2) The Norse did have laws and lawyers, but the power to enforce those laws fell mostly on the individual, not on the community. The community might declare someone an outcast, for example, but it would be up to the interested parties (if any) to physically banish the outcast.

        3) Female characters in Norse revenge stories mostly assumed the role of inciters, or acted by proxies. That said, there were warrior women in Norse Literature, and if they acted like warriors in all other matters, they could also act directly as avengers.

        4) I wasn’t offended at all! 🙂 This discussion is very interesting to me, since it’s directly related to my thesis.

  • Catherine Kehl

    I’ve noticed that. My read was that if the subject matter was heavy enough, it was omitted. I mean, hell, what would you put?

  • Catherine Kehl

    I think there’s also a not unsubtle distinction between violence committed to keep acts from happening while they were being committed, and violence committed on people who have committed bad acts in the past and maybe will again. (I am not saying “this one is good and this one is bad”, merely that they are not the same.)

  • Catherine Kehl

    Have you followed at all the ongoing saga of all the untested rape kits across the country, and what has come out as they are being tested? We’re talking hundreds of thousands of kits, from women (mostly women) who were raped and had evidence collected from their bodies (a process which is seriously not fun)… which for whatever reasons were never even tested. This is still going on. For that matter, they keep finding more kits.

    In many cases, it was because the rape itself wasn’t taken seriously, or the woman wasn’t considered credible. Y’know, rape. Y’know, women. Sometimes it’s as simple as they called once, she wasn’t home, end of story. I mean, we have the records. Or, in many cases, it was just a matter of policy to shelve them (testing rape kits costs money). So the evidence was there… except, for all intents and purposes, it was treated like it wasn’t, and the women and their families (if they were lucky enough to have family support) were just put off. And sometimes were lied to.

    Convictions have been coming for the testing, even after all this time (at least for those that aren’t past the statute of limitations) even with all the information that wasn’t collected because the investigation was dropped. Or more chillingly, they’ve discovered things like serial rapists – they don’t know who they are, but in Cleveland, at least (that’s where I am, and I’ve followed the local story a bit more as our local public radio have had the police detectives on to talk about it) several women were raped by the same man. And in all cases the investigations were dropped, and he just went on raping, and the evidence sat on a shelf. They still don’t know who he is. (Keep in mind, most women don’t go to police, or don’t go to police in time to have a rape kit run – believe me, the urge to go take a very long shower can be extremely strong. So when you have several rape kits over a period of years, you’re probably looking at an order of magnitude more actual rapes.)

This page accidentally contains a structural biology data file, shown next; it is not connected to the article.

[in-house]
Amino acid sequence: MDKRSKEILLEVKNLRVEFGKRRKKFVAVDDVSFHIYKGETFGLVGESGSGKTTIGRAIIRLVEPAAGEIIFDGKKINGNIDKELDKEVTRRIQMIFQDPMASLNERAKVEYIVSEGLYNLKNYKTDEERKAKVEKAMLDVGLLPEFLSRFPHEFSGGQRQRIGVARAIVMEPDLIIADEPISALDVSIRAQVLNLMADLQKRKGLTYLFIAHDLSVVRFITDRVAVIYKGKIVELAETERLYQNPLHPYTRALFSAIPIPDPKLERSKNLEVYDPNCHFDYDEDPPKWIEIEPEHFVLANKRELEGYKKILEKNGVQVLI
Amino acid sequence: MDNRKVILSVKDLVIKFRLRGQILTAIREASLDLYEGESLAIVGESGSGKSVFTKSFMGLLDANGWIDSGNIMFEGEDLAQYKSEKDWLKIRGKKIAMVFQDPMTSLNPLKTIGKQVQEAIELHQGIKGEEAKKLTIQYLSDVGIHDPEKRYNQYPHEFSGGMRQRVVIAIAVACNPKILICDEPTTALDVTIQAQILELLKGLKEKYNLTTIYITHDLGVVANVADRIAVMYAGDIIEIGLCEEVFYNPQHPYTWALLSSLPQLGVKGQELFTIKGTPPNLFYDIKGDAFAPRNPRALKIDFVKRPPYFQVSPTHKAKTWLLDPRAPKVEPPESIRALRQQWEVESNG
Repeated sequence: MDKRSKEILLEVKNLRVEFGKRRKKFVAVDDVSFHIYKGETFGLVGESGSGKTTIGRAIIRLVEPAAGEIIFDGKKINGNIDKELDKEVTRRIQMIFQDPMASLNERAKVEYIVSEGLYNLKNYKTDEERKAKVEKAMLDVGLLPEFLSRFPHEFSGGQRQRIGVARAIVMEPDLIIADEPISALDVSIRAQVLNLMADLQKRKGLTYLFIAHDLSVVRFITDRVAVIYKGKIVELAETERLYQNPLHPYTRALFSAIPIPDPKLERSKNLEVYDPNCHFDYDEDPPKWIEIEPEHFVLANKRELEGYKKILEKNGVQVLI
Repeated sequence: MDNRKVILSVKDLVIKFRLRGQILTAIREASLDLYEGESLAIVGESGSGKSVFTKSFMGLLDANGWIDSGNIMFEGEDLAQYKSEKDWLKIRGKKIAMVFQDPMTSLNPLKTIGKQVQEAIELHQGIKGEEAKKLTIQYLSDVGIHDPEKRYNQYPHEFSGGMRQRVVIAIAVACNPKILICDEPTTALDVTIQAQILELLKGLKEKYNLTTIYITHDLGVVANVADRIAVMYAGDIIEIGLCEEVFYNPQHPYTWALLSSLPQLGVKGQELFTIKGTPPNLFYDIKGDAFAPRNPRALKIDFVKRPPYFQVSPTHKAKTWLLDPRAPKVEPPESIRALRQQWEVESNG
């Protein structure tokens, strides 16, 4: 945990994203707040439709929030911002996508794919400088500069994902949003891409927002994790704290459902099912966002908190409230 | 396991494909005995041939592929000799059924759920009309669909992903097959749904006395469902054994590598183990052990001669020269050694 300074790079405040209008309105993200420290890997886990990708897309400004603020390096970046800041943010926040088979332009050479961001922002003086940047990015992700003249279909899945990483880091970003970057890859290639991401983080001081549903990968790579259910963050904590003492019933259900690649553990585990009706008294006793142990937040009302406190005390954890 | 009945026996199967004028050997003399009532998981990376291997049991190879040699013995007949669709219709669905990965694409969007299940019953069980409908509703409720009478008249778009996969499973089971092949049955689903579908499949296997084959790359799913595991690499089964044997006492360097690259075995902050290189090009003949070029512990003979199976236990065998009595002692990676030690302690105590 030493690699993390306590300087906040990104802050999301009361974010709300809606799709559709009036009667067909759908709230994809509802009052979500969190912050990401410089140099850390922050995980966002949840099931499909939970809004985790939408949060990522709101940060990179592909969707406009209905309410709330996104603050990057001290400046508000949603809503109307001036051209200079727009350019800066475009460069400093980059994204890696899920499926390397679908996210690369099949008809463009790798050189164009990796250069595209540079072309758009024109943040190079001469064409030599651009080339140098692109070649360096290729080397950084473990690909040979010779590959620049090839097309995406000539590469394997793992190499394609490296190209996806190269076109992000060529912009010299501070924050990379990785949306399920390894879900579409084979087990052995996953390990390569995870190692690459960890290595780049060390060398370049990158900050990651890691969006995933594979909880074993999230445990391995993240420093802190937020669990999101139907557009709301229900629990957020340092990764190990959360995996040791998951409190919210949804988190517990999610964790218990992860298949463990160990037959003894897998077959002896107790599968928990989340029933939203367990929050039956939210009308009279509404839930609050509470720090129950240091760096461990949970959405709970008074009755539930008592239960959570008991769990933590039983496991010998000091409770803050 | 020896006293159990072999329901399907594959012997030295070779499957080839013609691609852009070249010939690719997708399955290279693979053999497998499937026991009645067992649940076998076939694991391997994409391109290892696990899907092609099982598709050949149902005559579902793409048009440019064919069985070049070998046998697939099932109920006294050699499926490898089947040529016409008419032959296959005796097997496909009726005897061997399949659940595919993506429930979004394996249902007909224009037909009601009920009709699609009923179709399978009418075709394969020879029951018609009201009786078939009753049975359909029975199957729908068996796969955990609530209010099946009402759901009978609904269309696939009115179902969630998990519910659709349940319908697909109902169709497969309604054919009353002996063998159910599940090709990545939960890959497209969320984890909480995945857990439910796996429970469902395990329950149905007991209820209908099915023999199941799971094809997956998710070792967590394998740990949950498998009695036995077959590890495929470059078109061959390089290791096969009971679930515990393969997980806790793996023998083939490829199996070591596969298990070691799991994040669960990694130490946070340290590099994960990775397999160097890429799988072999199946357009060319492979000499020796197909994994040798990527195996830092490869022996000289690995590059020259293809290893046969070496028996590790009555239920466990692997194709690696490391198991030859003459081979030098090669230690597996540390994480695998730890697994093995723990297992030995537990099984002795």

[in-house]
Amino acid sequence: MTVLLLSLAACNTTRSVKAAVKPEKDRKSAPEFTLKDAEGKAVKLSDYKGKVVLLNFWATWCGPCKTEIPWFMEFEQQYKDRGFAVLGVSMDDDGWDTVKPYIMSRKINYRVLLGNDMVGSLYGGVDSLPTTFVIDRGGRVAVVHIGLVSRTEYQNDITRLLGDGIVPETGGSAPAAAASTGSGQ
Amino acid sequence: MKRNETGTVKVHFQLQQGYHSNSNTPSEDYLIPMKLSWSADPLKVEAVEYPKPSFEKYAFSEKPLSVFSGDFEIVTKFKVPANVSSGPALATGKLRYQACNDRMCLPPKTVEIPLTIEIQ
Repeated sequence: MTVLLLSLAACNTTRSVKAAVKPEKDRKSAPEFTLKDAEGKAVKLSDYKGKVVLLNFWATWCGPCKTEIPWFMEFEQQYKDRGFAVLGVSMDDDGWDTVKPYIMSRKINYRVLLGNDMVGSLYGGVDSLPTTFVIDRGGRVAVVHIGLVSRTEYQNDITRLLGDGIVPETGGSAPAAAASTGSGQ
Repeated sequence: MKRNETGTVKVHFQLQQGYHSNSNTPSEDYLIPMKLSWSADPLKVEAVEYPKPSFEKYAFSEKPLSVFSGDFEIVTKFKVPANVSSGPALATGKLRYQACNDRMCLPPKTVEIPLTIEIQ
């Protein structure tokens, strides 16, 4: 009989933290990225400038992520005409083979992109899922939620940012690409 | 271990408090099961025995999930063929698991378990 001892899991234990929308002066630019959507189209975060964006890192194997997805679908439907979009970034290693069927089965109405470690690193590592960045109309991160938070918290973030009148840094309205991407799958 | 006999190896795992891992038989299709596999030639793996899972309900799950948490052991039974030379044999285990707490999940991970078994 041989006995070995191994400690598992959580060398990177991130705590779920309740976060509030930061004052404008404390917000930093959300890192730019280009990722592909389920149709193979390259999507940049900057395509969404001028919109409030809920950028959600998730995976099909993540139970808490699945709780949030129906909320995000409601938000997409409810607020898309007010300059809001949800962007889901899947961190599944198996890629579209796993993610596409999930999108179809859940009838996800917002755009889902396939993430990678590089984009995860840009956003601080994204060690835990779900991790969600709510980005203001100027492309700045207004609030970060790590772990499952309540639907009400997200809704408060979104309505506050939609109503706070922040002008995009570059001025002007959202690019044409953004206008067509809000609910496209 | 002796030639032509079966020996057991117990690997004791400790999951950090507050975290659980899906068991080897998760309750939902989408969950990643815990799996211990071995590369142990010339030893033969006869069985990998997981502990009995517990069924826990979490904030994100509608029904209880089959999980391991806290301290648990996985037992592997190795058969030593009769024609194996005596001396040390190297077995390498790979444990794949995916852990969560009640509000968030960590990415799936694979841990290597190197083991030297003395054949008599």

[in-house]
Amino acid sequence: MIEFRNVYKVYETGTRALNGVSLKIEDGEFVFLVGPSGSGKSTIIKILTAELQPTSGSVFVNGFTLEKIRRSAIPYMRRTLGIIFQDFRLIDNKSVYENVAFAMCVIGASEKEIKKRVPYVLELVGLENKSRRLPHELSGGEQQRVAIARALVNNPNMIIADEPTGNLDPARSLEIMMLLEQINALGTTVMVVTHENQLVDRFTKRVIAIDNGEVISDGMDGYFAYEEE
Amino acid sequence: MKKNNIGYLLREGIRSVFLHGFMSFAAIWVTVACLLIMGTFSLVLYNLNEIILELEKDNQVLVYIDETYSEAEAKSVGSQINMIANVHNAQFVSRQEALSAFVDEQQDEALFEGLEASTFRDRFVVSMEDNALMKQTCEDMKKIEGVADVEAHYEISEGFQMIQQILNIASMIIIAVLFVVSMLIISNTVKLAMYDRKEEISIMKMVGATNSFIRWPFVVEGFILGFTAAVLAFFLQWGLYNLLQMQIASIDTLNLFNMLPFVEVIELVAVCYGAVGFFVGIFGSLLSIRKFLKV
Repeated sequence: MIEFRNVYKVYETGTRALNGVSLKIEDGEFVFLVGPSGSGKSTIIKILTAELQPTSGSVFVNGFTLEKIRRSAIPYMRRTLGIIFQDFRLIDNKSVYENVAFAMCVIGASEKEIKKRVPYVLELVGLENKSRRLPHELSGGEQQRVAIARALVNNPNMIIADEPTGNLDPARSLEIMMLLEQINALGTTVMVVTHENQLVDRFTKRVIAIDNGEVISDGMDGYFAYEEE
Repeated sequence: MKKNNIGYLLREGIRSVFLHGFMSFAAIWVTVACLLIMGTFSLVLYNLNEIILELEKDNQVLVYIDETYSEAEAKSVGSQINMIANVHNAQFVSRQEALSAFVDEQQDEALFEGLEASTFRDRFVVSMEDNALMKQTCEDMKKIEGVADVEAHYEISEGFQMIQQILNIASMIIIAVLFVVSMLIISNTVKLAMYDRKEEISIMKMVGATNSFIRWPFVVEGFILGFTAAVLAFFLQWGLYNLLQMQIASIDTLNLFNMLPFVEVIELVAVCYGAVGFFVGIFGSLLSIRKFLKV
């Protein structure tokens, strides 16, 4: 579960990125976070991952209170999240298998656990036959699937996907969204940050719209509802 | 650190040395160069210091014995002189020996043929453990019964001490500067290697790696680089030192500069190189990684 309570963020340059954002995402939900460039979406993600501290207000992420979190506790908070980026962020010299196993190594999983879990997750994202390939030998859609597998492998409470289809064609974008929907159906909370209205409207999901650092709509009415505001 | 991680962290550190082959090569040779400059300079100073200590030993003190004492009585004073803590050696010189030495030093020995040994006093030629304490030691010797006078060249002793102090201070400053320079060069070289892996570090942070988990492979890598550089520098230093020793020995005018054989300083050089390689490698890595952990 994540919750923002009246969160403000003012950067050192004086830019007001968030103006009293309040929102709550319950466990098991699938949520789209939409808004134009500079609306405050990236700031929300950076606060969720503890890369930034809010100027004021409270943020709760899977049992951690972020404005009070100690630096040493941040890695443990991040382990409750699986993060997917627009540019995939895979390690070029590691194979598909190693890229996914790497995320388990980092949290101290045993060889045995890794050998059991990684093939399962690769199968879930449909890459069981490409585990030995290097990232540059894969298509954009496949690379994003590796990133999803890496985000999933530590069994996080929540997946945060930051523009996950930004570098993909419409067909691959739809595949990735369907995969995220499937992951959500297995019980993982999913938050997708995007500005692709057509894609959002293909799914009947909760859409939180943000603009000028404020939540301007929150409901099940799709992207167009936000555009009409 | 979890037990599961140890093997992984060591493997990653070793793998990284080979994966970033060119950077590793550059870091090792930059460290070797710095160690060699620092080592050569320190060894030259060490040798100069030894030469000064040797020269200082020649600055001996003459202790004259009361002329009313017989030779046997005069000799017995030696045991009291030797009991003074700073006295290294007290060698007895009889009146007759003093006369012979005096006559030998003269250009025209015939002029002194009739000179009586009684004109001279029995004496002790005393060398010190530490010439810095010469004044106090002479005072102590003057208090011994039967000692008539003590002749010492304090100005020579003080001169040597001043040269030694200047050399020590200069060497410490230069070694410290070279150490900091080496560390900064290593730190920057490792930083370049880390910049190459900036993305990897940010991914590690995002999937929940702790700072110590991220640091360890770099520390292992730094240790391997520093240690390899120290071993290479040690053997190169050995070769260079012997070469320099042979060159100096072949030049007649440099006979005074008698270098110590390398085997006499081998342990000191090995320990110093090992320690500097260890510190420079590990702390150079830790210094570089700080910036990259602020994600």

So, yes, sometimes convictions don’t happen because of lack of evidence. But don’t kid yourself that that even touches on the whole story. And, of course, poor people, and people of color are disproportionately likely to be ignored. As ever.

  • Catherine Kehl

    I loved that exchange, but part of what struck me about it is that Moonshadow was making a statement about privilege. And, really, she’s watched how people treat Al for a good long time (though clearly she has her biases.) She probably has some pretty good clues.

    But as with many discussions of privilege when you’re talking about single instances, you’re talking about someone else’s motivations, and who can really say anything for sure? Probabilities, sure. (Which is why controlled studies and statistical significance addresses the subject well.) But I bet Al is thinking of that conversation during her haircut pretty hard.

  • fairportfan

    Blackstone’s Formulation:

    It is better that ten guilty persons escape than that one innocent suffer.

    …and there are others, like Mary, who would hold it the other way.

    The truth is somewhere between.

    • motorfirebox

      Mm. I think Mary’s position is that it’s okay to let ten guilty persons escape in order to guarantee that one innocent doesn’t suffer unjustly, but that a hundred or a thousand might be pushing it.

    • Mechwarrior

      Oh? And how many innocents is an acceptable sacrifice?

      • fairportfan

        Ask Blackstone and all the other interpreters of the Common Law down the centuries.

      • fairportfan

        (I’m at the computer now, not on the tablet, so i can be a little more expansive.)

        Blackstone’s Formulation is the first concise statement of a cornerstone tenet of the English Common Law, which is the basis for statutory law in most or all English-speaking nations.